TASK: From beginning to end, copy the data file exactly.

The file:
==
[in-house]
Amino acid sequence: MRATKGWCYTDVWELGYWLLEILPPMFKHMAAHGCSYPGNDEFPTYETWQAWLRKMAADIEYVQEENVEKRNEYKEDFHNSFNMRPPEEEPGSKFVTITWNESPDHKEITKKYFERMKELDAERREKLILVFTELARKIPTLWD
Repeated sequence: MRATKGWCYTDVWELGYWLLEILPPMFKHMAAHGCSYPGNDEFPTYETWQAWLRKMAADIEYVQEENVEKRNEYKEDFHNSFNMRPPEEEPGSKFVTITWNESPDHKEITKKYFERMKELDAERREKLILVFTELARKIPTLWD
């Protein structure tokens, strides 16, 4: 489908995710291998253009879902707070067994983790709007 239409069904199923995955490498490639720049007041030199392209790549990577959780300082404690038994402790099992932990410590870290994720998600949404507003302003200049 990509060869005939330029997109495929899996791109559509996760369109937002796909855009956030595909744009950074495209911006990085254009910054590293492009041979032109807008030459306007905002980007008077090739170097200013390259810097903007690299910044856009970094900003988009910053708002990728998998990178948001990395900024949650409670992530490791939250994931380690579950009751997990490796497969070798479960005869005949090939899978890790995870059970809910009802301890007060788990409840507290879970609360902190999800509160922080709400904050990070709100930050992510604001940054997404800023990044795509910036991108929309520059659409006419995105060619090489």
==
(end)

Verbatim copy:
[in-house]
Amino acid sequence: MRATKGWCYTDVWELGYWLLEILPPMFKHMAAHGCSYPGNDEFPTYETWQAWLRKMAADIEYVQEENVEKRNEYKEDFHNSFNMRPPEEEPGSKFVTITWNESPDHKEITKKYFERMKELDAERREKLILVFTELARKIPTLWD
Repeated sequence: MRATKGWCYTDVWELGYWLLEILPPMFKHMAAHGCSYPGNDEFPTYETWQAWLRKMAADIEYVQEENVEKRNEYKEDFHNSFNMRPPEEEPGSKFVTITWNESPDHKEITKKYFERMKELDAERREKLILVFTELARKIPTLWD
């Protein structure tokens, strides 16, 4: 489908995710291998253009879902707070067994983790709007 239409069904199923995955490498490639720049007041030199392209790549990577959780300082404690038994402790099992932990410590870290994720998600949404507003302003200049 990509060869005939330029997109495929899996791109559509996760369109937002796909855009956030595909744009950074495209911006990085254009910054590293492009041979032109807008030459306007905002980007008077090739170097200013390259810097903007690299910044856009970094900003988009910053708002990728998998990178948001990395900024949650409670992530490791939250994931380690579950009751997990490796497969070798479960005869005949090939899978890790995870059970809910009802301890007060788990409840507290879970609360902190999800509160922080709400904050990070709100930050992510604001940054997404800023990044795509910036991108929309520059659409006419995105060619090489």